Audi A3 04

Audi A3 Review: 1.4 TSFI Sportback COD Attraction

Rating: 8.0
$37,900 Mrlp
  • Fuel Economy
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The A3's styling isn't as flashy as the A-Class, but the Audi's superb interior and ride quality will be enough to tempt most buyers in the segment
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The luxury hatch niche just keeps adding to its appeal, with the latest Audi A3 Sportback boasting a raft of high-end features and premium grade materials that mirror its larger, more expensive siblings.

While Audi was one of the first to offer luxury features in a small car package with the A3’s launch in 1997, these days it’s a hotly-contested segment with similarly positioned German rivals offering an equally impressive bang for their buck.

So it’s no surprise that all three German luxury carmakers offer the same $35,600 (plus on-road costs) price tag for entry-level vehicles in this popular segment.

Audi’s contender is the third-generation A3 Sportback 1.4-litre TFSI Attraction, which goes head-to-head with BMW’s second-generation 1-series 1.6-litre 116i and the third- generation Mercedes-Benz A-Class 1.6-litre A180.

Siting one level above in the A3 hierarchy is the 1.4 TFSI COD Attraction (tested), priced from $37,900.

Commanding a $2300 premium over the base model with the same 1.4-litre displacement, it adds more power and torque (up 13kW and 50Nm respectively), as well as Audi’s cylinder on demand technology – promising better fuel economy and lower emissions.

It also manages to trump rival offerings by at least several thousand dollars, with the BMW 118i priced from $42,500 and the Mercedes-Benz A200 from $40,900.

Mind, for almost $6000 less than the Audi, you can also pick up the latest – and exceptionally good – seventh-generation Volkswagen Golf 103TSI Highline, with almost identical mechanicals and performance credentials.

Like many of Audi’s latest designs, the A3 looks decidedly conservative against the avant-garde styling of the A-Class, but that doesn’t mean it lacks panache.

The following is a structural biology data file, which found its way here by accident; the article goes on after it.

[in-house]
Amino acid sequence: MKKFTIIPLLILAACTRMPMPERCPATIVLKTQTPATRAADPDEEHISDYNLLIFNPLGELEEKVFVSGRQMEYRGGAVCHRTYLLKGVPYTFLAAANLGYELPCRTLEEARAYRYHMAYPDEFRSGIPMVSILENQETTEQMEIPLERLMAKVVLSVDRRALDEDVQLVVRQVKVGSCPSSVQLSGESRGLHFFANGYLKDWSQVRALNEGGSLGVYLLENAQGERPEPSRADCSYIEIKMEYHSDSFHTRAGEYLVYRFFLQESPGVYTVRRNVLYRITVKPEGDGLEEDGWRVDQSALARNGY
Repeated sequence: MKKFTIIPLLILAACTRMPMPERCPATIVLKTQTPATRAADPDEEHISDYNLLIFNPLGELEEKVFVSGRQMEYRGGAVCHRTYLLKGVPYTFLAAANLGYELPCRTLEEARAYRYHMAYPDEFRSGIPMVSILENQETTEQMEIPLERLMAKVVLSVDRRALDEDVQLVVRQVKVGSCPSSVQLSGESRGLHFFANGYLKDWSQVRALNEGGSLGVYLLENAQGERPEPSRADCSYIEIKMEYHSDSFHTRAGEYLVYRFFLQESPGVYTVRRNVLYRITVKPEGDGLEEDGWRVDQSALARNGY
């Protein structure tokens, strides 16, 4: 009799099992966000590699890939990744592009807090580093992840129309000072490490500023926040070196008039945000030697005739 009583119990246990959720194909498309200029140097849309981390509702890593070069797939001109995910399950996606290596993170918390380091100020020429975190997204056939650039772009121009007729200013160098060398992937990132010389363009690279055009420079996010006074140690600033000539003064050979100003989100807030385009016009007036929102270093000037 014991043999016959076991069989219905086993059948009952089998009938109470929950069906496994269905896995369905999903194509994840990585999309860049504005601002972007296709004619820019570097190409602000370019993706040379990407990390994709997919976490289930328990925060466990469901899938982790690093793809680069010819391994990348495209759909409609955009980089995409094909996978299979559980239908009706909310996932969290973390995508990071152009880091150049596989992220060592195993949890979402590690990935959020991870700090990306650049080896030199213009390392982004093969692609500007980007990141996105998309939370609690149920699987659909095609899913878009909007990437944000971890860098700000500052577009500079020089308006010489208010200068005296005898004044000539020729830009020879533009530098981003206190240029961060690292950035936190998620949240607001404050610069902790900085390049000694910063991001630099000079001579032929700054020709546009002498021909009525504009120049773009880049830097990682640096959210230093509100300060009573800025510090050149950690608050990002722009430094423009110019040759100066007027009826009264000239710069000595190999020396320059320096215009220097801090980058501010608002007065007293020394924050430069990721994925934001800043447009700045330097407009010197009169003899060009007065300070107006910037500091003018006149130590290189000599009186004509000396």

It’s got a muscular-enough stance with clean lines and beautifully tight panel gaps, though you get the same deep-set front apron and gaping grille that you’ll find on every other model in the Audi range.

Our test vehicle was also fitted with the $2000 Style package that includes xenon plus headlights with Audi’s trademark LED daytime lights – just about the most vivid light signature of any make or model available today.

Also part of the same package is a set of 17-inch alloy wheels (up from 16 inch), further filling out the wheel arches for a sportier look.

Any perceived blandness with exterior styling is more than answered once inside the A3 Sportback.

The interior is beautifully appointed and ergonomically perfect. It’s not just the impeccable workmanship or wonderfully tactile switchgear; the look and feel of all the soft-touch plastics and metallic inlays shout absolute top-notch quality.

Volvo might lay claim to Scandinavian minimalism when it comes to uncluttered facias and centre stacks, but Audi does it with equal flair, if not more.

The Audi A3 we sampled featured the optional seven-inch monitor that rises from the dashboard (in less than 3 seconds) and which features satellite navigation, Audi parking assist with rear-view camera, and an upgraded sound system.

It’s a slick piece of contemporary design that stands in stark contrast to the static (even retro-looking) screen found on its A-Class rival.

The A3 also combines the touchpad found on the A6, A7, and A8 with the MMI knob, allowing the operator to input characters using fingertips – though I never did get the gist of it.

At night, a ring of light encircles the pad/dial, as with the two front cup holders that sit in front of the drive mode selector.